The biggest thing it means is that you have to be infinitely flexible. Tech is changing every industry every single day. All the cards are on the table now. And when all the cards are on the table, the game changes. You have to play it a different way. So I think it means being curious and flexible while still having principles you live by and guardrails that you do business within.
Speaking of cards, how much of your job is actually risky?
It’s all a risk. That’s the beauty of it. Some people are just more prepared to take risks than others. I grew up a gambler. That’s my name: Maverick. That’s what it comes from. My grandmother ran an after-hours joint, and they played cards and shot craps. But you have to know: What’s my baseline? What’s the worst that could happen to me? And that’s what life is all about. Every decision you make, you’re simply evaluating risk versus reward.
LeBron being in Trainwreck was a risk. What if LeBron wasn’t funny? What if it was a disaster?
When we were thinking about doing Trainwreck, I asked myself, What’s the downside? The downside is LeBron does a movie, he’s bad at it, and everyone goes: He’s bad in a movie. But he’s still the best basketball player in the world. Also, it wasn’t his movie. He’s not on the poster. He didn’t have to carry the weight. Nobody was saying, I’m going to see LeBron’s movie.
It wasn’t Space Jam.
It wasn’t Kazaam.
It wasn’t Kazaam! It wasn’t his movie. He’s like a pleasant surprise. So if he fucked it up, no one was gonna go, LeBron’s terrible. But the upside was exactly what happened: He’s fucking great. Now his movie career could take off. If he never did another movie, at least people would know, Oh, he can do that. He’s multifaceted. And another thing is, we didn’t do that movie until he had four MVPs and two championships. He had movie offers in year two, three, four. I was like, No, you gotta establish yourself as the best in your craft first so no one can say you’re distracted.
A lot of successful businessmen are perceived as assholes. Is Maverick Carter an asshole?
That’s a very good question. You know, you hate to call yourself an asshole, but yes. You have to be. It’s very hard to get shit done while always being super-extra nice. And ultimately, what is an asshole? It’s a person who has supreme confidence and believes in what he’s doing. It’s hard to get anything done without being an asshole.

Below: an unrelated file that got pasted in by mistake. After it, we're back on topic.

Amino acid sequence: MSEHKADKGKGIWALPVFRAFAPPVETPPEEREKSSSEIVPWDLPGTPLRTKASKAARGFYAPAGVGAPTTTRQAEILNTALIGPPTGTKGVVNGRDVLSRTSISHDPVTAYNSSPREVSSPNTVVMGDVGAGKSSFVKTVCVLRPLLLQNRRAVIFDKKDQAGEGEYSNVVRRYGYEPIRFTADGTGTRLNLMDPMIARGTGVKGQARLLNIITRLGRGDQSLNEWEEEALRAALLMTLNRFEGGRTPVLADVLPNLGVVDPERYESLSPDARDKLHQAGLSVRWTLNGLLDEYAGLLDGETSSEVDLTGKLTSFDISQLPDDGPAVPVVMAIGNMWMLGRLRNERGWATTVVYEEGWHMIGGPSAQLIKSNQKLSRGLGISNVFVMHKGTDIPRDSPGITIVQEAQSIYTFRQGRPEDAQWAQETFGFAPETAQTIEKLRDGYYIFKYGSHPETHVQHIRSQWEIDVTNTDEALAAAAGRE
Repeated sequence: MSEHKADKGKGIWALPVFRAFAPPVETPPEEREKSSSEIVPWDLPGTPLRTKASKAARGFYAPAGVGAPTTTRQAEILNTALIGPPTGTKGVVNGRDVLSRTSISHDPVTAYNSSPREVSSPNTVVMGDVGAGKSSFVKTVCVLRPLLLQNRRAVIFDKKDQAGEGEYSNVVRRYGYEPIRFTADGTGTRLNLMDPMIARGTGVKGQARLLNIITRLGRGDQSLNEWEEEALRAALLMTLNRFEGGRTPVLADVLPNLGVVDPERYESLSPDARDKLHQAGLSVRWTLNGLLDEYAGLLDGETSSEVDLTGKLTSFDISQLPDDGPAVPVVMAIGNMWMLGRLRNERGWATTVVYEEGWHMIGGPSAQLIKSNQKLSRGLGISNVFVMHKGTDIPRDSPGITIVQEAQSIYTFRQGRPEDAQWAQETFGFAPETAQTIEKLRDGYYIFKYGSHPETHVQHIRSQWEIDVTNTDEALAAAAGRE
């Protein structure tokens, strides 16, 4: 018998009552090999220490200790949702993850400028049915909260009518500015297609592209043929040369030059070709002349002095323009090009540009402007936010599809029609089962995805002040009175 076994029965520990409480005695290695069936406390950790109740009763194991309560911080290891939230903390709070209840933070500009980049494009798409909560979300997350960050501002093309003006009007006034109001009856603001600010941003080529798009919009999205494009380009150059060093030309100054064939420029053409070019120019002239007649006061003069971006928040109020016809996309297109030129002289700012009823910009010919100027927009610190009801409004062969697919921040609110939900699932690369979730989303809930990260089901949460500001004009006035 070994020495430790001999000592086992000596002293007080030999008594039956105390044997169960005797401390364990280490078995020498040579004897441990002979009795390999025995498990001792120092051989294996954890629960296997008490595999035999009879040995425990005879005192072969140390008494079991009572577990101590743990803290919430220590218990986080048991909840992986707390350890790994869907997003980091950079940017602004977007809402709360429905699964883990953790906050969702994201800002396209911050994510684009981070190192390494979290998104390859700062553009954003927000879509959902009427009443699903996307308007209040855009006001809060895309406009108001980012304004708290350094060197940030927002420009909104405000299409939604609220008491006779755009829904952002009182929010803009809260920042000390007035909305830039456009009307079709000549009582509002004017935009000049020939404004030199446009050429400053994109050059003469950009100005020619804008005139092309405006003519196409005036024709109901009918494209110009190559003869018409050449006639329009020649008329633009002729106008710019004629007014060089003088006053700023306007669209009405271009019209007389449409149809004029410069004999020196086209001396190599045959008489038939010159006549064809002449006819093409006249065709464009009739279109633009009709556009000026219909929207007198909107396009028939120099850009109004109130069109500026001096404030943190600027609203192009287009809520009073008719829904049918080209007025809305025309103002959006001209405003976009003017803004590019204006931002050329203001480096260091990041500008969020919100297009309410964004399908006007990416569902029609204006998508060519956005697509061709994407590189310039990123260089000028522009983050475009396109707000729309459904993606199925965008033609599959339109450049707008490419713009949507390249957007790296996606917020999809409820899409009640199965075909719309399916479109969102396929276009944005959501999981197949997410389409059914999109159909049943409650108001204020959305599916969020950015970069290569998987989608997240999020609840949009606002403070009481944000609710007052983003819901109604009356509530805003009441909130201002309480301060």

People always ask: Where do you see yourself in 10 years? But is that the right amount of time to plan out? How many years ahead do you set your goals?
These days, it’s hard to look super-far ahead because shit changes on you so fast. Like, you wake up tomorrow and somebody’s sold a business and that’s changing the industry, or somebody’s launched a new business.
Yeah, you’re driving a taxi, happy with life, and then Uber pops up and now the game is different.
Yeah! So these days it’s hard to look forward, but you have to have the ability to look out over three to five years for yourself. Where do I want to be? I’m sitting here in an office in Los Angeles talking to you. Five years ago, I wouldn’t have known that. I had no fucking idea. Boom.
So you just negotiated an unprecedented lifetime contract for LeBron with Nike. What’s your secret to being a great negotiator?
You have to go into the room understanding a couple things. You have to know what you want. You have to know how to clearly articulate those things. You have to know what’s important to the other side and what they want. Be able to articulate those things, too. And then you have to be willing to not take everything. If you go into the negotiation like, I’m gonna get every dollar, every piece of real estate—I’m just gonna take this guy’s fucking pants off—you may be able to do that once, maybe twice, but after that, people aren’t going to want to do business with you. When you’re negotiating something like the Nike deal, it’s gonna last a lifetime, literally. The minute this negotiation’s over, we’re gonna work with these people every day. So you don’t want to leave them with a bad feeling.
How much was the deal for?
I can’t say.
Come on, Mav! Can you ballpark it?
What are people saying?
Kanye said a billion. So a billion.
[Maverick smiles and points one finger skyward.]
Yeah. It’s a fantastic deal. Nike feels great about the deal. That’s the most important thing. As great as I feel, as great as LeBron feels—Nike feels fantastic about it. It’s the largest deal in the history of the company. Their hope is he makes even more. And our hope is that, too, obviously.
How important is it to keep projects secret while you’re still hashing them out?
It’s just easier to get shit done that way. If you and I were in charge of Coca-Cola, it’d be hard to get shit done.
Because a lot of people would need to approve every decision.
Yeah. But if they give us Mello Yello, we can go do our motherfucking thing. Nobody would notice until we did something great or something fucked-up. And in the meantime we’ll have a budget and we’ll have a good time. People are just now starting to catch on to our planning a bit. I saw an article in Business Insider the other day that said LeBron’s gambling with one-year contracts is about to pay off. It’s like, Yeah, we thought about that, like, three years ago.
Why the year-by-year contracts?
Because…um…money. The salary cap is going up.
So you knew that would happen.
Yeah, I mean everybody kinda did. The TV deal tripled, right? So the salary caps had to go up, too. It kicks in next summer.
Last question: When people talk about pro athletes’ contracts, they always compare them with teachers’. “Why does LeBron make $90 million when a teacher in Cleveland gets $60K?” But the truth is that LeBron is making big corporations hundreds of millions of dollars.
He should make at least that!
So my question is, how much of what I make for somebody else should I get? If I make someone else $100, how much should I take home? Thirty? Forty?
There is no algorithm. There’s simply this: You never get what you deserve, you only get what you negotiate. So if you can negotiate for $99 after making someone $100—that’s what you’re worth